Specifically, Wray is asking the White House and other agencies to preserve “all documents, electronic records and correspondence, computer records and storage devices, notes and memorandum which relate in any way to Enron’s financial condition and/or business interests, including contacts with its officers, employees, agents or other representatives and any individuals acting officially or unofficially, directly or indirectly on behalf of Enron about these matters.”
Wray asks the White House to err on the side of caution in retaining possibly relevant materials, saying:
“Although federal law imposes broad requirements for preserving documents even apart from the needs of any investigation, in the present circumstances all [underlined for emphasis] documents relating to these subjects should be preserved, even if there would be a question whether the document would be a presidential or federal record or even if its destruction might otherwise be permitted.”
Wray suggests, but does not state, that the department or the FBI eventually will want access to those records, writing:
“At this time, we are only requesting that you ensure the retention of these records.”
Gonzales’ administrative alert to White House aides says, “You are directed to comply with the Department of Justice’s request in all respects.”
Earlier Justice Departments and independent counsels sought White House documents related to the Whitewater investigation of President Clinton and First Lady Hillary Rodham Clinton and the Reagan administration’s Iran-Contra scandal.
In another Enron development Friday, lawmakers raised questions about the company’s much-anticipated internal investigation into its financial and accounting problems.
Two key congressmen complained that Herbert Winokur--a member of a panel created by Enron’s board of directors to look into the company’s collapse--is an Enron board member who led its finance committee and approved many of the transactions under review.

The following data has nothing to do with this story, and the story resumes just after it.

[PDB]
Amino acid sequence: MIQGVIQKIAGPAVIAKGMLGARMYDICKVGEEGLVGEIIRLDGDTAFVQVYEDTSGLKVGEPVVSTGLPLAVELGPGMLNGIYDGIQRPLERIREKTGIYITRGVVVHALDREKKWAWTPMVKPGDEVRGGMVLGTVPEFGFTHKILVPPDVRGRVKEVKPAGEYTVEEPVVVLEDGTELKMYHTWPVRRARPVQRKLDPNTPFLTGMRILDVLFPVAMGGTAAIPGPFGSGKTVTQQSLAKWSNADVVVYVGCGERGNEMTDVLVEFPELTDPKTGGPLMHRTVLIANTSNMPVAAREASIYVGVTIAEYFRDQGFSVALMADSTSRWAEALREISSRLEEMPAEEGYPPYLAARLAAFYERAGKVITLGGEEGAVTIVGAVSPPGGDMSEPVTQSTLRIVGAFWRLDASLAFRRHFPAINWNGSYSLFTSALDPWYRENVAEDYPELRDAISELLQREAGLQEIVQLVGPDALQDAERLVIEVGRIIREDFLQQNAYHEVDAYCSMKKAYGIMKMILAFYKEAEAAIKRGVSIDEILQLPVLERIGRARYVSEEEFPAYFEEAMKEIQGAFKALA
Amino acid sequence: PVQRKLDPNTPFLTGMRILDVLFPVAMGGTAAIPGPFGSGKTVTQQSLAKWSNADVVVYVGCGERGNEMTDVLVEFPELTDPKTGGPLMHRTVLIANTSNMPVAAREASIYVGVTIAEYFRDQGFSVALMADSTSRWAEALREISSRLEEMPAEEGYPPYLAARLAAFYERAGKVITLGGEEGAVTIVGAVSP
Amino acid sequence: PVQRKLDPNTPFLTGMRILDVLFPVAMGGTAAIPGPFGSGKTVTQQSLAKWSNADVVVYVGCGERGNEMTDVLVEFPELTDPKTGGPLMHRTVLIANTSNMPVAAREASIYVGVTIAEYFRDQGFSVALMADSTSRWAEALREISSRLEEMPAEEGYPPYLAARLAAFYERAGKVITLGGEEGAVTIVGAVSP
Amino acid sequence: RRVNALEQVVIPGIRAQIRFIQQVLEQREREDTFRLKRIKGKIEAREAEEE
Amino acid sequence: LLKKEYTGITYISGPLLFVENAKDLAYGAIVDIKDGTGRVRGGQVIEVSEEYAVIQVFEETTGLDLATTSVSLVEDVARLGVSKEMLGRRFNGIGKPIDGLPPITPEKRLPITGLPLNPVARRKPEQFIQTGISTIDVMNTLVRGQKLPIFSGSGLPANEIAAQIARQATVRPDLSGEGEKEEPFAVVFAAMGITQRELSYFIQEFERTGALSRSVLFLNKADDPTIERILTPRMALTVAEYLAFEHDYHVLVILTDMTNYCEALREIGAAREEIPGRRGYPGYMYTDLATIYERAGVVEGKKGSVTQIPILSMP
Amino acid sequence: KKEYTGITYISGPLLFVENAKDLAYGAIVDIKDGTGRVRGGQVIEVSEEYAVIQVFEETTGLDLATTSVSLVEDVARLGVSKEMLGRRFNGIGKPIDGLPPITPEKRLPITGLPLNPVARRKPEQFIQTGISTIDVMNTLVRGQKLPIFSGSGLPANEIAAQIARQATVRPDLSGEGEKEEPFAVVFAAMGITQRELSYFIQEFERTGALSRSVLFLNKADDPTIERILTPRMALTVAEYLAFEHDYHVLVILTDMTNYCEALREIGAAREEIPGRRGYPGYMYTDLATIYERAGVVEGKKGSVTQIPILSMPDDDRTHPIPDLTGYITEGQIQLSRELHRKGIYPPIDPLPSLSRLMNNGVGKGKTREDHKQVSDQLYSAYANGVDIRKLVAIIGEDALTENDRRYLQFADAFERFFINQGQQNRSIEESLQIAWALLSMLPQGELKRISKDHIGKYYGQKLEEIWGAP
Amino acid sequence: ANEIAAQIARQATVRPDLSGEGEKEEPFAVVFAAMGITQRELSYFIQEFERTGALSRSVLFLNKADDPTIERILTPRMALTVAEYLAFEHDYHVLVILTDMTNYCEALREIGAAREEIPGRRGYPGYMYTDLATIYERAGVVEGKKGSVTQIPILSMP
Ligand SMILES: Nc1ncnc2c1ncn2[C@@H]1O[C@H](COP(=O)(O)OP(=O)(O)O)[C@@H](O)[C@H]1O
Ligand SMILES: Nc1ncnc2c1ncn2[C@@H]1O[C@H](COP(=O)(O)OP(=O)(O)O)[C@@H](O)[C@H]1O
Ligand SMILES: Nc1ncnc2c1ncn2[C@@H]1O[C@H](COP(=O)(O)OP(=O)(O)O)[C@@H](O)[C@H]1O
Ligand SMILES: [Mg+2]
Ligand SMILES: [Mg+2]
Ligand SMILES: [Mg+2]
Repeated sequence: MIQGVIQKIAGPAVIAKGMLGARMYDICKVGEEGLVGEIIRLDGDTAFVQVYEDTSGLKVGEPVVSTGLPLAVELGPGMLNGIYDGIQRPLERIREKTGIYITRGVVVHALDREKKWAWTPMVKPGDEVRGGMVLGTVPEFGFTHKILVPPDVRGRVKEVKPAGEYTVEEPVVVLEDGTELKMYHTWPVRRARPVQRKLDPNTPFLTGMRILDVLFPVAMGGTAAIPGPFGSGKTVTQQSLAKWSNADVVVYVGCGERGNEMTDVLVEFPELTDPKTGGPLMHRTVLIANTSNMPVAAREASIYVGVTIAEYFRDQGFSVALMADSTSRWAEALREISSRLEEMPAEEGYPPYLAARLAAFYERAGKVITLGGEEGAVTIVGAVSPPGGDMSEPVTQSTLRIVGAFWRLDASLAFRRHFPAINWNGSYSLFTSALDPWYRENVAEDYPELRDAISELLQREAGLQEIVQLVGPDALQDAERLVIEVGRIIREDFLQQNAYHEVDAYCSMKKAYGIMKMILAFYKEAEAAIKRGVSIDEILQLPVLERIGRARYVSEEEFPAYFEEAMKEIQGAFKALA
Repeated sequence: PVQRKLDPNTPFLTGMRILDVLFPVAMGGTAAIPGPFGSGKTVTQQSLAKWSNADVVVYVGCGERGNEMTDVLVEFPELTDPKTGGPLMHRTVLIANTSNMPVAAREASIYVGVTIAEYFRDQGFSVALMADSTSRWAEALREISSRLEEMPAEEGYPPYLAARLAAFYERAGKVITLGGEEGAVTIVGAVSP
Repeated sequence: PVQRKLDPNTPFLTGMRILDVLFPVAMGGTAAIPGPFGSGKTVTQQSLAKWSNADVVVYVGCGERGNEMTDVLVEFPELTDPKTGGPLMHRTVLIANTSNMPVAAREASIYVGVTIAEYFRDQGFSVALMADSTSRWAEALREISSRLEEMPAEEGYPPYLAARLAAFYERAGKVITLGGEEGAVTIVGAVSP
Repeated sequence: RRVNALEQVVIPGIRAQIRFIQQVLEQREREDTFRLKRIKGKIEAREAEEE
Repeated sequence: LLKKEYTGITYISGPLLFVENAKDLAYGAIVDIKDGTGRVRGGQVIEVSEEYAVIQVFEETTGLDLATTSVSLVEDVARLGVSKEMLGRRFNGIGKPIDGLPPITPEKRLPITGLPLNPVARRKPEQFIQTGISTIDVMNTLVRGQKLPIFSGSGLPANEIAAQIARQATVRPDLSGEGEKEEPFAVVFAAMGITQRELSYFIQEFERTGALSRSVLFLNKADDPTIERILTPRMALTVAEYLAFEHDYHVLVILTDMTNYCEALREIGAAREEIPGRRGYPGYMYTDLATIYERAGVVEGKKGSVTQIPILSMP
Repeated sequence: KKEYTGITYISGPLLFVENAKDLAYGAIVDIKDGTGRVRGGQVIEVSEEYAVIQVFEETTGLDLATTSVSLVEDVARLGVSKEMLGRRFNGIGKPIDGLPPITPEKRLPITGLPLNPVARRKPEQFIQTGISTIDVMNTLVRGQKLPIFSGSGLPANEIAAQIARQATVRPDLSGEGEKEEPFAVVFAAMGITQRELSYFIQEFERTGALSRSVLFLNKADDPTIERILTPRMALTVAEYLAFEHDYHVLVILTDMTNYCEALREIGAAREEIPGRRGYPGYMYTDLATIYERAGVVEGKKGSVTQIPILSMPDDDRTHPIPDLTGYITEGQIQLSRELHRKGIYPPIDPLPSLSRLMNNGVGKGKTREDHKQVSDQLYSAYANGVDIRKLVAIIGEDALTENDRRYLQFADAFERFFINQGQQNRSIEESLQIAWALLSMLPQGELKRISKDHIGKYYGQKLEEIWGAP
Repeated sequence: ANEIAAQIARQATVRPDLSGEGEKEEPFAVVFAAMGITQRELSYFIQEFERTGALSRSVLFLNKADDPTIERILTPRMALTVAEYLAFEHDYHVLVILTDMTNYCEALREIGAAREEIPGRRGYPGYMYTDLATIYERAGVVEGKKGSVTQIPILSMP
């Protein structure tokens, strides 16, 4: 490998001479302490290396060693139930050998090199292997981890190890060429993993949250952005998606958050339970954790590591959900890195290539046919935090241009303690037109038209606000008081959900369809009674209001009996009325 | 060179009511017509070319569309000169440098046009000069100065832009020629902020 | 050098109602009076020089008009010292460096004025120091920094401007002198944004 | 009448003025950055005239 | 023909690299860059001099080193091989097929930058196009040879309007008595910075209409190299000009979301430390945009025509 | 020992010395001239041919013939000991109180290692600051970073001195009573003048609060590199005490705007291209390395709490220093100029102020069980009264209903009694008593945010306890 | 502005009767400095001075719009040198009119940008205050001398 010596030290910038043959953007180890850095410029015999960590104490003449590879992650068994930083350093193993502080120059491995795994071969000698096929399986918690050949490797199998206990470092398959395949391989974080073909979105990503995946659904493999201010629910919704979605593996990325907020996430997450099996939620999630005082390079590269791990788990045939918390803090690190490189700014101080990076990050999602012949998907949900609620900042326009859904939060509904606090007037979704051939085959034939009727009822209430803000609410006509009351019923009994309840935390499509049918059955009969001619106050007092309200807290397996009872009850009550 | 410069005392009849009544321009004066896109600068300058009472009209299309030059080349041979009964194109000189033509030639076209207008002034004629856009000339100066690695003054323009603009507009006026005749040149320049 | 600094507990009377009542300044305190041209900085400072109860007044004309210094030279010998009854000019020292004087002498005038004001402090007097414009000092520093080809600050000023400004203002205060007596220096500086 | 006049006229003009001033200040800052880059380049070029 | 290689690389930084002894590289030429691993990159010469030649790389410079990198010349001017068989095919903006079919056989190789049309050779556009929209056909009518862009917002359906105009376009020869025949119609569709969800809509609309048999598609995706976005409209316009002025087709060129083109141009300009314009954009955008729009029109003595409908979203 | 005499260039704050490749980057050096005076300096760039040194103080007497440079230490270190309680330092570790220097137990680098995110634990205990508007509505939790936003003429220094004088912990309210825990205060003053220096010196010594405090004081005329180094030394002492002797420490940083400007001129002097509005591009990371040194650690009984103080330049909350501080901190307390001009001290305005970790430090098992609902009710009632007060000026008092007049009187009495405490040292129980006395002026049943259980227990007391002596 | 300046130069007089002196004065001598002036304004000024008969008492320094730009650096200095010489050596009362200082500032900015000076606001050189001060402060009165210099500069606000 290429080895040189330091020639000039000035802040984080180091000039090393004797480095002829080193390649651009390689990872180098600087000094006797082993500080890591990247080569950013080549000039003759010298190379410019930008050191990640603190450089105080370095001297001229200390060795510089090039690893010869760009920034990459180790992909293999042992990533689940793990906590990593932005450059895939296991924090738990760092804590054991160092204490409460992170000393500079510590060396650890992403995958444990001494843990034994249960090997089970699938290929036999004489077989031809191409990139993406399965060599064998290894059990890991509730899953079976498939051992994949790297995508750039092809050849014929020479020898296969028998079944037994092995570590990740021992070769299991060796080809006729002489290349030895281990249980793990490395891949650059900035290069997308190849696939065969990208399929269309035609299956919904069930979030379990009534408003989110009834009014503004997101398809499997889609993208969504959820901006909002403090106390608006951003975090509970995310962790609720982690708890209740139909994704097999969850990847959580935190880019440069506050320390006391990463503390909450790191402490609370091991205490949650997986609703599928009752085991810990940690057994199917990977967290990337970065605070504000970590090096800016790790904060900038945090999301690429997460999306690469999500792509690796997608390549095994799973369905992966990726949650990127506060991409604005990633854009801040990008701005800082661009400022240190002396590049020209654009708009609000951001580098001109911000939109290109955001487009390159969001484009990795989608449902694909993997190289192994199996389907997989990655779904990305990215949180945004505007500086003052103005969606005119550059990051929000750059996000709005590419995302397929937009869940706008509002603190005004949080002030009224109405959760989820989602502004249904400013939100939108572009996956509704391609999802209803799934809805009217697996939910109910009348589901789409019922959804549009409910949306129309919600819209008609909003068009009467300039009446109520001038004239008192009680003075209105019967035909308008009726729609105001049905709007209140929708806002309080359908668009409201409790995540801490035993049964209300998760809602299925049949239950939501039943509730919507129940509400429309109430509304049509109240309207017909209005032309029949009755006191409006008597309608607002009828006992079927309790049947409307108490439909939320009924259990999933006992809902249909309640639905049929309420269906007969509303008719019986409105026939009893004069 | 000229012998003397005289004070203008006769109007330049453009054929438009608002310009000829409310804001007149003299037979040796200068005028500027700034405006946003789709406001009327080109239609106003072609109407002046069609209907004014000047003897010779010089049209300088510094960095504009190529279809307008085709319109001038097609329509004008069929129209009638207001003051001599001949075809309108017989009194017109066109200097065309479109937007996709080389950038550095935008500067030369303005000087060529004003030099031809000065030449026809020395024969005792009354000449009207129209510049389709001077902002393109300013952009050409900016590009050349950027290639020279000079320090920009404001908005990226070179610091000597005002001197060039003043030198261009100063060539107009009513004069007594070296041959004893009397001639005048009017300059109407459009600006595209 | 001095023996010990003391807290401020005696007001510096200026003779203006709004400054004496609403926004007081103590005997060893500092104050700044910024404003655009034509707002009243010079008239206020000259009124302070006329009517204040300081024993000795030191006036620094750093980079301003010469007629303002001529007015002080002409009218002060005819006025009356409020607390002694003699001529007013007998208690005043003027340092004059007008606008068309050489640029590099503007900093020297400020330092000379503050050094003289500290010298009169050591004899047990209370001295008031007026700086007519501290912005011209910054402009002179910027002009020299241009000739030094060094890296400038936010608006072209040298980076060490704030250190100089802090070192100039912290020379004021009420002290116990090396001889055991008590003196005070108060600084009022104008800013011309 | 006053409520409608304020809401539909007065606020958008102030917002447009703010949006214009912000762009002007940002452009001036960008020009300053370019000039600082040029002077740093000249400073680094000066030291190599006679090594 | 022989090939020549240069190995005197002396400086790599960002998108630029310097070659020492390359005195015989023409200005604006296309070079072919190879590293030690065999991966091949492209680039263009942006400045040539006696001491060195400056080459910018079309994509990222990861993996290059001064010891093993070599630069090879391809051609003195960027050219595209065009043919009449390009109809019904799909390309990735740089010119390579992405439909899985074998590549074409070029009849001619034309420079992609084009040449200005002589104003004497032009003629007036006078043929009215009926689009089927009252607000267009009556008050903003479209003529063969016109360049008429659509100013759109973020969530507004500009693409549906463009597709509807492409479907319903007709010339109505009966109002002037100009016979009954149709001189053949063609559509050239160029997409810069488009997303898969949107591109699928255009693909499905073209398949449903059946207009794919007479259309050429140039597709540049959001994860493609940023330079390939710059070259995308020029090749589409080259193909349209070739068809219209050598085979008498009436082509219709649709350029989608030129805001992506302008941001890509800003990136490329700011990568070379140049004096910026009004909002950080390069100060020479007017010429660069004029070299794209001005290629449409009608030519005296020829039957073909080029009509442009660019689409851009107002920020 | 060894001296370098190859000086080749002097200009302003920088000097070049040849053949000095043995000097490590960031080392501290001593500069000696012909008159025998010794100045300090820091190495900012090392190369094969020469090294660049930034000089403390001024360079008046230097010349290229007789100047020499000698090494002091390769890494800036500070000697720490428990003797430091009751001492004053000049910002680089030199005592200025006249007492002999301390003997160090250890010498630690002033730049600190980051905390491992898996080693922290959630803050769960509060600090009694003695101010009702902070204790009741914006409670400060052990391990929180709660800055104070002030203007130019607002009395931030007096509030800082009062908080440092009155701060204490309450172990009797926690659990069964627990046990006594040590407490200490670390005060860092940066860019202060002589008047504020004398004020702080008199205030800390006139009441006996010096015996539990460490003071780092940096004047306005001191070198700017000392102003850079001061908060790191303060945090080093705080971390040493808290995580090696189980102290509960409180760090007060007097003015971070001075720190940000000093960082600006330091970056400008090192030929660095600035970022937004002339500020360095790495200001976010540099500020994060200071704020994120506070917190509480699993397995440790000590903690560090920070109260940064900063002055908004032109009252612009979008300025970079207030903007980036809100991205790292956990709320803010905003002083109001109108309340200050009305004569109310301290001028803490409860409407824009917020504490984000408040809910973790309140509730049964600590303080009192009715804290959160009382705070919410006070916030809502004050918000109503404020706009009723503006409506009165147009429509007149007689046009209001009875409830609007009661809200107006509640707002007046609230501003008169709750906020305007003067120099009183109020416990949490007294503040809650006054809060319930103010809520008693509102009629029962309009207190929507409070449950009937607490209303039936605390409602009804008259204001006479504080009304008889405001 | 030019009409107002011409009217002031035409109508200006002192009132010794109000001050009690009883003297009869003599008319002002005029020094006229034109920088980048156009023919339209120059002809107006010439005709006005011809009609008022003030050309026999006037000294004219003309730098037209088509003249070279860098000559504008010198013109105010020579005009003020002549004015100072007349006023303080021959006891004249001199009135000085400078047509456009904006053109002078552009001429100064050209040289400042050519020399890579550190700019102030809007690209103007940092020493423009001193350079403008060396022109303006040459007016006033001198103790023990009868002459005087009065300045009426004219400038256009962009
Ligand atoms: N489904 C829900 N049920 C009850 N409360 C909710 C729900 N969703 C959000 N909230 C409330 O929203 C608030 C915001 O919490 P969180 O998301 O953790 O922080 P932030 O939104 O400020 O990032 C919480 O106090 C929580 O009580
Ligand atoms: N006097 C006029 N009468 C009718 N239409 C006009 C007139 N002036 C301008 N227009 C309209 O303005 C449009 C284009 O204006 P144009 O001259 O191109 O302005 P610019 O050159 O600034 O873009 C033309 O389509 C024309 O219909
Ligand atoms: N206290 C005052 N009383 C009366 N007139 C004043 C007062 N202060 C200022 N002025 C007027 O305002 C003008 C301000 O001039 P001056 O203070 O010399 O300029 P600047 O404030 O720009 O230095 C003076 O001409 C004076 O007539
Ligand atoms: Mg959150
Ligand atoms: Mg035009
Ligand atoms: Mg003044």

“Mr. Winokur is essentially investigating his own actions and approving or disapproving the resulting report,” wrote Reps. John D. Dingell (D-Mich.) and Peter Deutsch (D-Fla.) in a letter Friday to William Powers, dean of the University of Texas law school.
Powers is chairman of Enron’s internal investigating committee.
Critics also have raised questions about Powers’ independence. Powers has had responsibility for law school fund-raising since he became dean in September 2000. Enron has contributed more than $50,000 to the law school since he took the post, bringing its total contributions to the law school to more than $276,000, university officials said.
But Powers downplayed suggestions of a conflict of interest.
“As with any report by a committee of a board, readers can and should evaluate the fact that it was written by people commissioned by the company,” Powers said in a statement. “Certainly the board had a right, indeed a responsibility, to find out what happened.”
The report is expected to be released over the weekend.
An Enron spokeswoman referred inquiries to an attorney representing Enron’s board of directors, who did not return a phone call.
Winokur is one of three members of the investigating panel. The other is Raymond Troubh, a New York financial consultant.
Also on Friday, congressional investigators said they expected former Enron executives Andrew S. Fastow and Michael Kopper--who headed some of the firm’s off-the-books partnerships--to appear next week at a hearing by a panel of the House Energy and Commerce Committee. The two men are expected to plead the 5th Amendment, investigators said.
Staff writers Edmund Sanders, Josh Meyer and Richard Simon in Washington and Jeff Leeds in Houston contributed to this report.